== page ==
Ms. Martini’s Support Groups for All


Ms. Christina Martini in room 6S7, alongside her pink Pusheen plush.

A peek into room 6S7 reveals couches piled with sequined pillows, desks with calming sensory toys, and walls plastered with a mosaic of watercolor affirmations. Two knocks, and you may be greeted by Ms. Christina Martini, the school social worker.

Although Martini is the social worker for the junior class, all students are welcomed at her office. “I’m here to support anybody who wants to talk to an adult, I’m available,” she added.

Martini began her work with students as a high school English teacher in 2004. During that time, she spent her lunch periods talking to many of her students about their personal struggles. As an educator, she explained that she had a strong desire to help them, but “felt ill-equipped to help them with those issues” without adequate training.

This pushed Martini to apply to a part-time social work program at NYU, allowing her to work full time while simultaneously training to become a social worker.

She was interested in working at Tech as her grandfather, an alumnus, would share stories with her of how he learned woodworking and mechanics at the school. She related to students based on her own experience being “very focused on school in high school” especially when it came to “putting pressure” on herself.

Martini wants students to advocate better for themselves and become aware of the counseling and group resources available to support them. When she began her work at Tech four years ago, she observed that “most students didn’t even know there was a social worker,” and that there were too few social workers for the large student population. Today, there is one social worker designated for each grade, and there is more general awareness of these expanded resources, according to Martini’s observation of students entering her office.

As a crisis response worker, she described how “a crisis can be anything; it can be a student having a bad day, it can be a student experiencing anxiety, maybe something traumatic has gone on at home.”

She explained that her biggest goal is to take a more active approach towards helping Tech students. “What I would like to do more in the school is to be more present in a proactive way before it gets to a crisis, to create a more warm and supportive vibe in school because Tech can be a very intense environment emotionally.”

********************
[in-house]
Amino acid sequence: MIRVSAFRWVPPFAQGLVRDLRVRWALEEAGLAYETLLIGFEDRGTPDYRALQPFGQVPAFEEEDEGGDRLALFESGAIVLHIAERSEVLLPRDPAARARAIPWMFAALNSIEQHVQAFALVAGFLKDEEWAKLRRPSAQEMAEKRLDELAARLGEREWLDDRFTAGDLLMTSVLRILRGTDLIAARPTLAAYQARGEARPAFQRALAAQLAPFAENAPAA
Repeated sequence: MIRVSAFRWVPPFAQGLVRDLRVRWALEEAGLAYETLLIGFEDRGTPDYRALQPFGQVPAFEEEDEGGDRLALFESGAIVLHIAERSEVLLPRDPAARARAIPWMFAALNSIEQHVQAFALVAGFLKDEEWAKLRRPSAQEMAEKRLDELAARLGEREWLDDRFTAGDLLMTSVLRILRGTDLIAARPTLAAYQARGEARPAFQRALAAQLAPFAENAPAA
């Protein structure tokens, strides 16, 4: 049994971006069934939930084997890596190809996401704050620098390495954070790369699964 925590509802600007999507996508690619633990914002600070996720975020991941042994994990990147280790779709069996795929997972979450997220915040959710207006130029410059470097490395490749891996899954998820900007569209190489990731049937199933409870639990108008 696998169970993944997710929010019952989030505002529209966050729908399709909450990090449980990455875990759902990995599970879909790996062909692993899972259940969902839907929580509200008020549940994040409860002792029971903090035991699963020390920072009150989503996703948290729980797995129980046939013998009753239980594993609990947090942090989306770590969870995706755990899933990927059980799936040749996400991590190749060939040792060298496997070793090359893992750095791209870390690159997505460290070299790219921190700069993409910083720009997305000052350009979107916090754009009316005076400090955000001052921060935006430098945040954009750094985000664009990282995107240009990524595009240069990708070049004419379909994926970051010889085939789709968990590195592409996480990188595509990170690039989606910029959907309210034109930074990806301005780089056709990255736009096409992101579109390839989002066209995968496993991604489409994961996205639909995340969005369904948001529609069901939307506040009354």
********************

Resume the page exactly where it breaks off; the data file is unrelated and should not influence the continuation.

Aside from individual counseling, Martini leads support groups with students during different lunch periods. These sessions are designed to be accessible and open to all students, groups are focused on dealing with specific issues, like grief, or more general concerns, including academic stress.

Martini’s support groups were inspired by her weekly virtual support group during quarantine. “It was a social space but we would also talk about skills and ways to cope with what is going on with Covid,” she said.

These groups continued last year in-person after school, but this year they have expanded to regular lunch period sessions with the help of “junior peer-leaders” that Ms. Orli Kleiner, a teacher in the social studies department, introduced to Martini. These peer leaders help brainstorm and plan the activities for these sessions, which they co-facilitate.

Martini notes that there are additional stresses with COVID as feelings of isolation among students persist despite the end to physical isolation. She said, “Lots of students come in going through a lot with feeling alone, and it definitely has to do with the pandemic and not having a real transition,” in reference to current freshmen and sophomores.

On top of personal losses during the pandemic, the collective trauma of enduring a global pandemic that introduced a new normal that many students have struggled to adjust to makes mental health resources like support groups vital.

Martini encourages students to drop in whenever they are available. She said, “Fifth, sixth, eighth, and ninth period support groups are on Mondays, seventh is on Wednesdays. I also have a drop-in art therapy group in the library called ‘shared support’ on Wednesday during eighth period.”

Having observed a change with more students utilizing her support resources, she hopes to amplify other resources in Tech as well, with “Ms. Ford specializing in mindfulness, Ms. Barlow with a gender support group, Ms. Ramona with different groups, including a transgender support group, Ms. Jerry with groups for ninth graders transitioning back to schools, and Children’s Village doing sexual health and individual counseling.”

Martini and the guidance department’s greatest hope is for students to feel supported in their four years at Tech; whether that takes the form of student groups, art therapy, or something else. There is always support available at 6S7, next to pet paintings and a Pusheen plush.